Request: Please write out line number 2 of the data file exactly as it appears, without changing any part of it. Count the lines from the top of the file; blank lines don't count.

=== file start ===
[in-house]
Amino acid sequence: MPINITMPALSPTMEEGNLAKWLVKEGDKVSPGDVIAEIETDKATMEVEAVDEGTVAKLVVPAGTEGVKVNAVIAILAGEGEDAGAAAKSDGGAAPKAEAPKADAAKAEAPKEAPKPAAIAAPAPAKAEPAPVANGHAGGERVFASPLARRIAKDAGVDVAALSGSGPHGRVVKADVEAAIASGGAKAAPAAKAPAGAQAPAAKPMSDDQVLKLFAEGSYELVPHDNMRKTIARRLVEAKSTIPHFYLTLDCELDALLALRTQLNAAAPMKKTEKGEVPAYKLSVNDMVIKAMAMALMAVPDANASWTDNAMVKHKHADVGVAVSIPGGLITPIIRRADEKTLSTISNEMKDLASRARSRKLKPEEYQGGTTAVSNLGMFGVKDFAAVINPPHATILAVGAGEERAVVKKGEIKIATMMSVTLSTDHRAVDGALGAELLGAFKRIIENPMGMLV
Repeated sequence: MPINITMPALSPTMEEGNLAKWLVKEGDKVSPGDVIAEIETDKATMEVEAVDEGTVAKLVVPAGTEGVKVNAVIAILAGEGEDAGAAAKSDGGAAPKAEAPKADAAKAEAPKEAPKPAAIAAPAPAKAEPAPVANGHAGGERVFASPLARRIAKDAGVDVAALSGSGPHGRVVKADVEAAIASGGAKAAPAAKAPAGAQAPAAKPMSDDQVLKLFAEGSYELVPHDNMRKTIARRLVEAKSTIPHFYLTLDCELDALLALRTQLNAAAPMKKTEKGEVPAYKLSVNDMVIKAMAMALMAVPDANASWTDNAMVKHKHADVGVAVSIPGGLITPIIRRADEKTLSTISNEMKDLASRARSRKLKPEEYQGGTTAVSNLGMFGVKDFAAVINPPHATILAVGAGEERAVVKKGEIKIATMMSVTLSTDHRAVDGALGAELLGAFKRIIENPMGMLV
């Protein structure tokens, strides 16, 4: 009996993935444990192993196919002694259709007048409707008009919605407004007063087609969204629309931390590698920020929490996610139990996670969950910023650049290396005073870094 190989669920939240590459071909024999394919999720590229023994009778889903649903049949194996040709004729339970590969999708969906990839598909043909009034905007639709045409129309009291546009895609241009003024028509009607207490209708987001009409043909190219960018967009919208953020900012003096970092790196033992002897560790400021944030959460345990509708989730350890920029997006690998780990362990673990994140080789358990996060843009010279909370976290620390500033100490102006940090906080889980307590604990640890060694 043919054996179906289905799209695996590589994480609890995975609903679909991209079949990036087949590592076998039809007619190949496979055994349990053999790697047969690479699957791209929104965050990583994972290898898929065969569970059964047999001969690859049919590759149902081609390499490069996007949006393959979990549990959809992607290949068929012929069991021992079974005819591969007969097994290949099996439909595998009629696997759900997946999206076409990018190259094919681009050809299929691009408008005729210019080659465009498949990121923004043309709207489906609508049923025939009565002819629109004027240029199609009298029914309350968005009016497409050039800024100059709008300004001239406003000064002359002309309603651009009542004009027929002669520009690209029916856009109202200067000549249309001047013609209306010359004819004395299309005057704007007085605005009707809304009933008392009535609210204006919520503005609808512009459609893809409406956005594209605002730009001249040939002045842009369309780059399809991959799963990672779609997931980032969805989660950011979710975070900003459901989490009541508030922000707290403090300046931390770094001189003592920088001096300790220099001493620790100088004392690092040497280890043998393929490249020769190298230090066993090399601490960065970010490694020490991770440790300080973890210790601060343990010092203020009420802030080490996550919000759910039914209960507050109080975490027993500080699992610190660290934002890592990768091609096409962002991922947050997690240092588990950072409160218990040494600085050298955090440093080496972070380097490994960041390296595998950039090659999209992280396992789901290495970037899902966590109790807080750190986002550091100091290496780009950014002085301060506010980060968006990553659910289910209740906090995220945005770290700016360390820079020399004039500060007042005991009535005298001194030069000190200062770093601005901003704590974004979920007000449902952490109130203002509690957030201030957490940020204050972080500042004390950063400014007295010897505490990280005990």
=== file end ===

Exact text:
Amino acid sequence: MPINITMPALSPTMEEGNLAKWLVKEGDKVSPGDVIAEIETDKATMEVEAVDEGTVAKLVVPAGTEGVKVNAVIAILAGEGEDAGAAAKSDGGAAPKAEAPKADAAKAEAPKEAPKPAAIAAPAPAKAEPAPVANGHAGGERVFASPLARRIAKDAGVDVAALSGSGPHGRVVKADVEAAIASGGAKAAPAAKAPAGAQAPAAKPMSDDQVLKLFAEGSYELVPHDNMRKTIARRLVEAKSTIPHFYLTLDCELDALLALRTQLNAAAPMKKTEKGEVPAYKLSVNDMVIKAMAMALMAVPDANASWTDNAMVKHKHADVGVAVSIPGGLITPIIRRADEKTLSTISNEMKDLASRARSRKLKPEEYQGGTTAVSNLGMFGVKDFAAVINPPHATILAVGAGEERAVVKKGEIKIATMMSVTLSTDHRAVDGALGAELLGAFKRIIENPMGMLV